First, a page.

Proactive investments need to be scaled to match fire suppression spending. In 2020 alone, more than $5 billion was spent suppressing fire in California, but only a fraction of that was proactively spent on improving forest health, reducing hazardous fuels and bolstering community resilience. It’s time to shift the fire paradigm from one of suppression and exclusion, to one of stewardship and adaptation.
We know that fire will eventually impact all of the landscape, so we must have a plan to address forest resiliency on every acre. Planned fuels treatments should include the use of fire whenever possible to increase the amount of forestland treated. For example, a proactive policy and regulatory strategy is needed to maintain future forest health. NEPA and CEQA should be updated to consider the detrimental impacts of decades of fire suppression on our forested landscapes and the importance of beneficial fire on maintaining forest health.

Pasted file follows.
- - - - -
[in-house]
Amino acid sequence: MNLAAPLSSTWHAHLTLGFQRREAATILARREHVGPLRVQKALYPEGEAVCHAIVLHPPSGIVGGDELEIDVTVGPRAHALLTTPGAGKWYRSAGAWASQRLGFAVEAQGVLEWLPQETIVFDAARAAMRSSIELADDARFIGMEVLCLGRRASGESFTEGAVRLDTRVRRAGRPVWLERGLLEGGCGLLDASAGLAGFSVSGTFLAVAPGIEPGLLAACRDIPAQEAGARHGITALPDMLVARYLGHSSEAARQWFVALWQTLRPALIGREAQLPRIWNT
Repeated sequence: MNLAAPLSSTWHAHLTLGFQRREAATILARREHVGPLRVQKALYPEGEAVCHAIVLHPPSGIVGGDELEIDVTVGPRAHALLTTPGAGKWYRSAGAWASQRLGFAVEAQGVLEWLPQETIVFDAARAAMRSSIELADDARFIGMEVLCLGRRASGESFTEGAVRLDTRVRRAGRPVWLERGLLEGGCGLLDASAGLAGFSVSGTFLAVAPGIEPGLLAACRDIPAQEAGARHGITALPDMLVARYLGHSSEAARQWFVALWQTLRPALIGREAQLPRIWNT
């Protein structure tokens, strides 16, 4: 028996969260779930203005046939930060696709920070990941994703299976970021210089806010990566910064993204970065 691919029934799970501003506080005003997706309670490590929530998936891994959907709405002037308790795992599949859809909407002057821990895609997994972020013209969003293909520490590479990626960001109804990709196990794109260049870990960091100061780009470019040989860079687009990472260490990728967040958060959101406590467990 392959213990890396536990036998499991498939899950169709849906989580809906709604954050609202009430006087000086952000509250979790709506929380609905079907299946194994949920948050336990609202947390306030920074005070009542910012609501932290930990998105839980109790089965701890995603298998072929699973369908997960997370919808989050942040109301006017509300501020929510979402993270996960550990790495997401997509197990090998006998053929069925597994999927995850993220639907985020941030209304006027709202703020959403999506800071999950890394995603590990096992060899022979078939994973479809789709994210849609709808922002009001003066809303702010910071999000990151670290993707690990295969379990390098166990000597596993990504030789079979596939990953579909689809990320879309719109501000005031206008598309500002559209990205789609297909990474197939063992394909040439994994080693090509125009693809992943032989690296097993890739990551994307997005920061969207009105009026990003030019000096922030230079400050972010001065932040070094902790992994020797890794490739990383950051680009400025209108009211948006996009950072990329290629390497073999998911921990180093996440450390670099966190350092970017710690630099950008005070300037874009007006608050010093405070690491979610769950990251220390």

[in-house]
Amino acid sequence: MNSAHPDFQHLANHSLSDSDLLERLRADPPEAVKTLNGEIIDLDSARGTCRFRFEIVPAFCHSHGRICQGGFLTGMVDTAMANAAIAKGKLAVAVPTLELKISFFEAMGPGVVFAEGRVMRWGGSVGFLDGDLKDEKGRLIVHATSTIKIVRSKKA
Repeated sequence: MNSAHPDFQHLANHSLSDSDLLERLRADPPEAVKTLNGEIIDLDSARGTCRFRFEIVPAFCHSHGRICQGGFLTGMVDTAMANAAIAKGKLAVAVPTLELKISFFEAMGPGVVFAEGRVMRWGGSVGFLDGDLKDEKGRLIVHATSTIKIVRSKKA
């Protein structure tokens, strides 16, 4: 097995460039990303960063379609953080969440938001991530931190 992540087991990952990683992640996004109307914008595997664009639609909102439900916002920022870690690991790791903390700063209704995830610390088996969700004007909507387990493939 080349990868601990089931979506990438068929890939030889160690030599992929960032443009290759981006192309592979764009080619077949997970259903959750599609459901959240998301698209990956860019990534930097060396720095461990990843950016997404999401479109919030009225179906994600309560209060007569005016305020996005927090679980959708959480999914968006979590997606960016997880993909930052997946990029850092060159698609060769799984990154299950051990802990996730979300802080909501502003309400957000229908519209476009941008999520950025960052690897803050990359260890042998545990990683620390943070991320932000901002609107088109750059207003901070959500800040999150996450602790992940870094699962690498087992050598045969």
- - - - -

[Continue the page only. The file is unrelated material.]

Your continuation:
Living with fire and making this paradigm shift requires new, unique partnerships and necessitates co-ownership of fire management and shared responsibility across all levels of government and with private, tribal, and community-based groups. The focus should be on shared values, shared vision, and shared investments, with a central recognition that fire is a natural and essential part of the California landscape.
Rather than simply counting acres treated, we should consider other factors, such as jobs created, people trained, increases in water yield, water quality, public health improvements, homes hardened and processing facilities developed.